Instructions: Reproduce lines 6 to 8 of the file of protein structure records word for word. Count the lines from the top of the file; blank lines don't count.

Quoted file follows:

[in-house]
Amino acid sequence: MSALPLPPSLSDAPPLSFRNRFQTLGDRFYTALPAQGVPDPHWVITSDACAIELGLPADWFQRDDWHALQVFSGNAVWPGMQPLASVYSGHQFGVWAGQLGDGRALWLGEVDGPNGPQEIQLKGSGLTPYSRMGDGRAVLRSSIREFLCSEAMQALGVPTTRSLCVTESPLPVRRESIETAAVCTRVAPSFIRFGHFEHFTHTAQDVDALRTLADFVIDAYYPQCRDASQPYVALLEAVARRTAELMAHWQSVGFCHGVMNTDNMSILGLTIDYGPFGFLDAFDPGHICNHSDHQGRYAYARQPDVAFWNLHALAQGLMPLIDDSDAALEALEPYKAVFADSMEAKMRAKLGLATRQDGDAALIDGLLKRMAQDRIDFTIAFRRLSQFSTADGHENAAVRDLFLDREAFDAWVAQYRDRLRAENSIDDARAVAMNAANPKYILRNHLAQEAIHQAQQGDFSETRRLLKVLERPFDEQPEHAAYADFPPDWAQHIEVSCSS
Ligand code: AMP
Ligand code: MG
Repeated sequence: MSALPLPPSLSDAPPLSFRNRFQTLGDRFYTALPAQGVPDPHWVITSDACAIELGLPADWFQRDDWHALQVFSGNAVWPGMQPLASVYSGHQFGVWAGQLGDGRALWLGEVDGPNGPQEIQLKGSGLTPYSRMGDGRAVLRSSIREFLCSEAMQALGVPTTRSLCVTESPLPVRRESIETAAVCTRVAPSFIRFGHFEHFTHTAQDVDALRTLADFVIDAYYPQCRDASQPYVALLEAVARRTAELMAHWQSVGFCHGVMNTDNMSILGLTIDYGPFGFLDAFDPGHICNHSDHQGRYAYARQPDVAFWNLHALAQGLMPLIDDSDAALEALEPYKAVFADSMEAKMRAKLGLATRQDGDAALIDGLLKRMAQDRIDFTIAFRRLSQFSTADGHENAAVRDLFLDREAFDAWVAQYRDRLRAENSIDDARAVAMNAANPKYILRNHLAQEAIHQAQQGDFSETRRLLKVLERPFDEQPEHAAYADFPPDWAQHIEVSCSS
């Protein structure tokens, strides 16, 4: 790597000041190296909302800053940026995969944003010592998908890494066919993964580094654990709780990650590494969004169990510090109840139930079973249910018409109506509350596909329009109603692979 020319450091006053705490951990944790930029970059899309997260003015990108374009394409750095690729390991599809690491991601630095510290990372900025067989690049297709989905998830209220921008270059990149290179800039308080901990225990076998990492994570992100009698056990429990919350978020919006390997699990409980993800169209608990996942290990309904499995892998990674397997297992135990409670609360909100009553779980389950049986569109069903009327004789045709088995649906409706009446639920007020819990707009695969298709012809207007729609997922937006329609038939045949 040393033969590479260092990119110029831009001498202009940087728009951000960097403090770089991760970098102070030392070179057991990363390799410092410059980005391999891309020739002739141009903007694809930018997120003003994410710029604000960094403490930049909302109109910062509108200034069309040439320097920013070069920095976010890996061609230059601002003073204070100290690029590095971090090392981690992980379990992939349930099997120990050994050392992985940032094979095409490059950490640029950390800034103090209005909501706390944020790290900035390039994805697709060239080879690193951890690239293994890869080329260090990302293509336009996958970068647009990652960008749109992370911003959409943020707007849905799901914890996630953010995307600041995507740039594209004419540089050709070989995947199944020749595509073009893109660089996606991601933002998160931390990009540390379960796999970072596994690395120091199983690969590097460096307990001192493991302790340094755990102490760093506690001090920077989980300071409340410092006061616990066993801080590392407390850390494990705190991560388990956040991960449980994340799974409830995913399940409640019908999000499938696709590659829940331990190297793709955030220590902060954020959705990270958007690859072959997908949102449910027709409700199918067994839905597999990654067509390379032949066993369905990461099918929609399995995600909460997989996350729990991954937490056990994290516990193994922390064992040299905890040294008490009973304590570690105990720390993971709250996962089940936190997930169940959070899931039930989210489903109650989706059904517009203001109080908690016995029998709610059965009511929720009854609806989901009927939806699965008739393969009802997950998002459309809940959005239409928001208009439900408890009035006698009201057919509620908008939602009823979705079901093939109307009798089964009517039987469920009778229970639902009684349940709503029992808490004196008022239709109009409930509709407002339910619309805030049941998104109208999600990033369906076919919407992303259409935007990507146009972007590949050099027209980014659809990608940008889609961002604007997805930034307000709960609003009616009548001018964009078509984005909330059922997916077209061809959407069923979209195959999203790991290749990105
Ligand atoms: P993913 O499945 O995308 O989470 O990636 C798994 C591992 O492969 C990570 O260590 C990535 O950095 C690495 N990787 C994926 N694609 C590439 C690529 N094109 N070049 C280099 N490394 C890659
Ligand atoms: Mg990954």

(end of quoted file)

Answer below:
């Protein structure tokens, strides 16, 4: 790597000041190296909302800053940026995969944003010592998908890494066919993964580094654990709780990650590494969004169990510090109840139930079973249910018409109506509350596909329009109603692979 020319450091006053705490951990944790930029970059899309997260003015990108374009394409750095690729390991599809690491991601630095510290990372900025067989690049297709989905998830209220921008270059990149290179800039308080901990225990076998990492994570992100009698056990429990919350978020919006390997699990409980993800169209608990996942290990309904499995892998990674397997297992135990409670609360909100009553779980389950049986569109069903009327004789045709088995649906409706009446639920007020819990707009695969298709012809207007729609997922937006329609038939045949 040393033969590479260092990119110029831009001498202009940087728009951000960097403090770089991760970098102070030392070179057991990363390799410092410059980005391999891309020739002739141009903007694809930018997120003003994410710029604000960094403490930049909302109109910062509108200034069309040439320097920013070069920095976010890996061609230059601002003073204070100290690029590095971090090392981690992980379990992939349930099997120990050994050392992985940032094979095409490059950490640029950390800034103090209005909501706390944020790290900035390039994805697709060239080879690193951890690239293994890869080329260090990302293509336009996958970068647009990652960008749109992370911003959409943020707007849905799901914890996630953010995307600041995507740039594209004419540089050709070989995947199944020749595509073009893109660089996606991601933002998160931390990009540390379960796999970072596994690395120091199983690969590097460096307990001192493991302790340094755990102490760093506690001090920077989980300071409340410092006061616990066993801080590392407390850390494990705190991560388990956040991960449980994340799974409830995913399940409640019908999000499938696709590659829940331990190297793709955030220590902060954020959705990270958007690859072959997908949102449910027709409700199918067994839905597999990654067509390379032949066993369905990461099918929609399995995600909460997989996350729990991954937490056990994290516990193994922390064992040299905890040294008490009973304590570690105990720390993971709250996962089940936190997930169940959070899931039930989210489903109650989706059904517009203001109080908690016995029998709610059965009511929720009854609806989901009927939806699965008739393969009802997950998002459309809940959005239409928001208009439900408890009035006698009201057919509620908008939602009823979705079901093939109307009798089964009517039987469920009778229970639902009684349940709503029992808490004196008022239709109009409930509709407002339910619309805030049941998104109208999600990033369906076919919407992303259409935007990507146009972007590949050099027209980014659809990608940008889609961002604007997805930034307000709960609003009616009548001018964009078509984005909330059922997916077209061809959407069923979209195959999203790991290749990105
Ligand atoms: P993913 O499945 O995308 O989470 O990636 C798994 C591992 O492969 C990570 O260590 C990535 O950095 C690495 N990787 C994926 N694609 C590439 C690529 N094109 N070049 C280099 N490394 C890659
Ligand atoms: Mg990954």